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  • Ruchi Mathur

How to Control Negative Emotion & Be Happy

Updated: Oct 30, 2018


I don't want to be at the mercy of my emotions. I want to use them, to enjoy them, and to dominate them.

~ Oscar Wilde


Ever felt like you are riding an emotional roller coaster? In a course of one day, you can experience a range of emotions - happiness, sadness, anger, excitement, nervousness, confusion, anxiety - you name it and you can feel it. It is important to recognize that pain is simply a natural wave in the flow of life. Negative emotions are undoubtedly the hardest to deal with, but they are just as much a part of life as the positive ones. The key is to understand that we must accept the bad with the good to be our happiest selves.


People tend to make two common mistakes when confronted with a negative emotion. Either they ruminate and obsess over the problem or try to numb their emotions.

Neither of these work. Rumination is deceptive because it feels productive to ‘think things through’. However, gratuitously obsessing over a situation that caused pain only reinforces the strength of the negative thoughts and emotions.


Numbing the emotions does not work either because it’s not possible to selectively numb an emotion. In other words, if you try to blot out your anger, you’ll blot out happiness and serenity along with it.


Avoidance of an experience does not allow us to find other ways to deal with it.

If we deal with sadness by using alcohol to numb ourselves we don’t learn to cope with sadness (and we potentially develop another problem with over use of alcohol).


If you’re experiencing a negative emotion right now, here are few strategies you can use to cope with it:


1. Drop the thoughts you are telling yourself: Instead of overthinking, turn your awareness towards your body. Feel the energy in your forehead, chest, gut and legs and then take few deep breaths. Now feel kindness and gentleness flow in your body and feel the energy in the same parts again. You’ll feel more relaxed.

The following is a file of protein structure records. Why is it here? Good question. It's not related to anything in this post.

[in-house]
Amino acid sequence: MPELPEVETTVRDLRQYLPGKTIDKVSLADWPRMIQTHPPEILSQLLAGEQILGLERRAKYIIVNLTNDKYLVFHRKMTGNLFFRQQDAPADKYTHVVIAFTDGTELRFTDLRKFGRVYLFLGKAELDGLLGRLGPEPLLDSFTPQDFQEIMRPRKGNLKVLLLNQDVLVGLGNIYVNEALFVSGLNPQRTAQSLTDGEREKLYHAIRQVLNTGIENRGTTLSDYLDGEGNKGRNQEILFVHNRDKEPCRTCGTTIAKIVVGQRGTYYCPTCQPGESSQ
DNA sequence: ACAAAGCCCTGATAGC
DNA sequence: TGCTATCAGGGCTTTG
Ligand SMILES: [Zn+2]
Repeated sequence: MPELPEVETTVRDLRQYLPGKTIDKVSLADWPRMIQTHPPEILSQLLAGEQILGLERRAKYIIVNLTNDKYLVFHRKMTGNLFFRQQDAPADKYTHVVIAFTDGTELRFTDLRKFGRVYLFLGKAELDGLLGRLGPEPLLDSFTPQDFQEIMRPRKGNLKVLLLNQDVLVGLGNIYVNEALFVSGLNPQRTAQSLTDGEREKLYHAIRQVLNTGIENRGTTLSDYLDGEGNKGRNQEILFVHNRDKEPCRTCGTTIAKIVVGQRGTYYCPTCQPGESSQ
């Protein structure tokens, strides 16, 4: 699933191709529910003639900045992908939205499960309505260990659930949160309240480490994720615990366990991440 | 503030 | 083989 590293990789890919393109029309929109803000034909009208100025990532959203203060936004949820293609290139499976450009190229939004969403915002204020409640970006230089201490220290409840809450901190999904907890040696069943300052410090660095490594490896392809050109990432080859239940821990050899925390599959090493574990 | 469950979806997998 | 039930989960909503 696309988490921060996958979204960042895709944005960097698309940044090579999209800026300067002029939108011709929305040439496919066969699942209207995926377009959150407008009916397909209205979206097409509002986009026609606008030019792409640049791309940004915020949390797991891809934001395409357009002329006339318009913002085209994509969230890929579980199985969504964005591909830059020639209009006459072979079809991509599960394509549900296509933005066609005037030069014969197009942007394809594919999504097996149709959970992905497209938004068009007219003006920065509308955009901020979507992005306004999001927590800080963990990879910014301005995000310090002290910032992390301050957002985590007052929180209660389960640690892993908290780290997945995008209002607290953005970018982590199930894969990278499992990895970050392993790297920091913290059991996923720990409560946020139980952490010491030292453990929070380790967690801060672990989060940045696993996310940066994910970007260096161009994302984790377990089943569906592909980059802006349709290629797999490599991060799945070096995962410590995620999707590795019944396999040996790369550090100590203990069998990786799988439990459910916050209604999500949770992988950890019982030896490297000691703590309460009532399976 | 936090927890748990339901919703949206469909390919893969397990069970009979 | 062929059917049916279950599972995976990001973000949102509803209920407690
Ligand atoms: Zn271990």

2. Write out your feelings in a journal or notebook. It will help you to make a sense of and accept the experience. It may also trigger the path of analysis which may not have manifested internally.

3. Share your experience with a trusted friend: If writing does not appeal to you reach out to a friend.The buffer of social support increases feelings of confidence and trust, which help offset negativity.


4. Think about the suffering of others: Painful emotions like fear, grief or anger all have a claustrophobic effect. They can make us feel as if our suffering is unique. This feeling of alienation only serves to intensify pain. Upon contemplating that whatever you are feeling right now has been felt by millions of others, the same situation seems less daunting. Reflecting upon shared suffering also boosts your compassion, induces positive thinking and helps forge more meaningful connections with others.


No strategy can make a painful emotion disappear but by acknowledging how you feel about it, you can take action to deal with negativity in a productive way.


(Ruchi Mathur is a Psychoanalyst, Behaviorist & Healer. When she is not counseling, she passionately pursues her love for baking)